Kirkland & Ellis LLP partner Eric White shares litigation strategies he developed from teaching sixth grade in Charlotte, N.C., with Teach for America. He’s traded in lesson planning and teaching middle schoolers for planning courtroom strategy and mentoring associates, but he finds valuable similarities between the two experiences.
Unlike everyone in my immediate family, never did I imagine that I would be a teacher at some point in my career. As long as I can remember, I wanted to be a lawyer. So much so that I competed in nearly 100 debate tournaments and speech contests (including in Latin). Law school seemed like the logical next step for me after undergrad.
But that changed when a classmate invited me to a Teach for America recruitment session on the eve of submitting my law school applications in 2006. I was all in.
When I hear attorneys lament the challenges of law school or life as a law firm associate, I often respond with a smile, “try teaching the sixth grade!”
Middle school is a special, awkward time for everyone. But for too many kids, the challenges of middle school are compounded by decades of income, health care, housing, and criminal justice disparities. My students in Charlotte were, on average, two to four grade levels behind. And my school had the highest suspension rate in the district.
My teaching experience affirmed my belief that education pays long-term dividends for students outside the classroom. Convincing my students to share that belief became the core of my daily lesson plan.
Although I’ve since traded lesson planning for trial planning, as I reflect back on my time in the classroom, I am convinced that I learned invaluable lessons that benefit my practice and clients every day.
Begin With the End
Purposeful planning is crucial for effective teaching, and particularly, backward planning. Each year, I began by identifying the big goals and academic metrics that I wanted my students to achieve by the end of the year. I then worked backwards from there, focusing on how each subject-matter unit and daily lesson plan would fit together and steer us toward those year-end goals.
I’ve adopted a similar backward-planning approach as a trial attorney and found it to be highly successful. From the outset of a case, I sit down with the team and discuss how best to achieve a favorable outcome with an eye toward trial—researching issues for dispositive motions, evaluating potential jury instructions, and sketching out trial themes.
This strategy informs every aspect of the case as we move forward: the witnesses and documents we will need, the key testimony to elicit at depositions, and the trial outline. By approaching our cases this way, we end up focused on what truly matters, are more proactive, and are better able to counsel our clients on strategic decisions.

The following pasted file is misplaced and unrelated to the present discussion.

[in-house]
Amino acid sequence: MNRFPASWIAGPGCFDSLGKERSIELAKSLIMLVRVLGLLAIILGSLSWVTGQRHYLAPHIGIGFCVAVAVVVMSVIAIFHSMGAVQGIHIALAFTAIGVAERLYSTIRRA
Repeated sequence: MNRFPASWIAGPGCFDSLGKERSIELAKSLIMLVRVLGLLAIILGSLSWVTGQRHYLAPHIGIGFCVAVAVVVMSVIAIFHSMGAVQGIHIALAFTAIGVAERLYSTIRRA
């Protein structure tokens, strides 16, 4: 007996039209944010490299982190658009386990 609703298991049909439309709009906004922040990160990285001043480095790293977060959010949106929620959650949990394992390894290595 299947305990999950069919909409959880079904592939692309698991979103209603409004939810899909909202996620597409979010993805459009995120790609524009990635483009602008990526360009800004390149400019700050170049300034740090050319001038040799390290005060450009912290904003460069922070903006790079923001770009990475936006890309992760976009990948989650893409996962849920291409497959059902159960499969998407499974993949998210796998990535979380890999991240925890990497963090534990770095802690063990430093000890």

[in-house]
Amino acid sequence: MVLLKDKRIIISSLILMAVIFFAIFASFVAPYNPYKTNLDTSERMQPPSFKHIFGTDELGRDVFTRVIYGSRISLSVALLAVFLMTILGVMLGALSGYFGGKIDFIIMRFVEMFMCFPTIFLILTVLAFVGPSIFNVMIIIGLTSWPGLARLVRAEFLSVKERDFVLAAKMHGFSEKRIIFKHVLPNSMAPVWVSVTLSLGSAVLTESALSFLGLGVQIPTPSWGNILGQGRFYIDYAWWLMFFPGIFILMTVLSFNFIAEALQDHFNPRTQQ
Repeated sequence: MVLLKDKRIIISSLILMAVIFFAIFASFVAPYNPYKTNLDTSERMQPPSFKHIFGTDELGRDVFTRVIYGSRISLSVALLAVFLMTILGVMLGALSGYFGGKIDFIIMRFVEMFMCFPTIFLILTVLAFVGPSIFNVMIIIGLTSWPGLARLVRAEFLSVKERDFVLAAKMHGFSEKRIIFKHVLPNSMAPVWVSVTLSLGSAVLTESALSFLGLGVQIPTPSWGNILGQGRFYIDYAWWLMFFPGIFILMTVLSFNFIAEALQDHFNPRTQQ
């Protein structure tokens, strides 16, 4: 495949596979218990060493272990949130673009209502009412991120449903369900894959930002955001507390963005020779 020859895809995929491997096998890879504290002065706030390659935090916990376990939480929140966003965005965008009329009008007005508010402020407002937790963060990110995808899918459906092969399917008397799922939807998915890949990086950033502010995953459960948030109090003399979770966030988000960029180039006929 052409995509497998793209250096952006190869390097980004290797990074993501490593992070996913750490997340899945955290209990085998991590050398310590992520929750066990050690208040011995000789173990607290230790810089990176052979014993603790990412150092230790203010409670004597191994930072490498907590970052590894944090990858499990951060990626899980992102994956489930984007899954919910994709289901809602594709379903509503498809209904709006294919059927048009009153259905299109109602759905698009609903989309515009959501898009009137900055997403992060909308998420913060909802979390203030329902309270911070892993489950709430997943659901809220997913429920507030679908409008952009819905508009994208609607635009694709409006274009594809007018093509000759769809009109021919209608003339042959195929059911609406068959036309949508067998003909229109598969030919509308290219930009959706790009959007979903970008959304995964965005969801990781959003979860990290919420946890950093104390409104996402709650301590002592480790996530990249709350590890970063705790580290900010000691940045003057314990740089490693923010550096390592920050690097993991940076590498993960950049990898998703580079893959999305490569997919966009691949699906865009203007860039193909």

Show Up as You
During my first several months in the classroom, I must have tried a dozen different teaching styles. None of the approaches worked because they weren’t authentic to me, and my students knew it and let me know in no uncertain terms. Over time, I found my own style—sometimes even breaking down complex concepts over R&B and rap beats. Although sometimes my students laughed at my expense, the lessons stuck.
I went through the same learning process in my legal career. Early in my practice, I tried to adopt others’ style of taking depositions, preparing witnesses, and engaging with opposing counsel. But I wasn’t as effective as I could have been because, frankly, I wasn’t being me. People can tell when you’re confidently being yourself, and when you’re not. And I firmly believe that unapologetically bringing my individual talent, experience, and approach to cases—and working as part of a diverse, authentic team—allows us to deliver better outcomes for our clients.
Invest in People
I also realized early on that to survive as a teacher, I would not be able to go it alone. I needed help from my colleagues as well as buy-in from my students, both of which required me to build genuine relationships.
My job became easier when I shared lesson plans with fellow teachers and worked with administrators to unpack disciplinary data to improve classroom outcomes. My students were more engaged and open when I took the time to cheer at weekend games or check in occasionally at the home of a struggling student. I did these things because I genuinely cared and without expecting anything in return. But, in fact, those relationships paved the way for some of my best classroom successes.
I consider building strong relationships to be a cornerstone of my legal practice. I try to bring junior associates into strategy discussions, get to know them personally, and mentor them beyond merely editing their work product. I also believe that extra time spent preparing witnesses for deposition and trial—addressing their questions and concerns, building up their confidence, and developing a trusted relationship—is incredibly worthwhile.
And when working with clients, I try to always put in the time to understand their business and their goals, and get to know every member of their team. By fostering relationships, I find associates more committed, witnesses more comfortable and credible, and clients more confident in our ability to deliver successful outcomes.
While I will always miss seeing the excitement in a student’s eyes when they master a concept, I am forever grateful for the lessons my students taught me and how they made me the lawyer that I am today. May my classroom be a gift to you as well.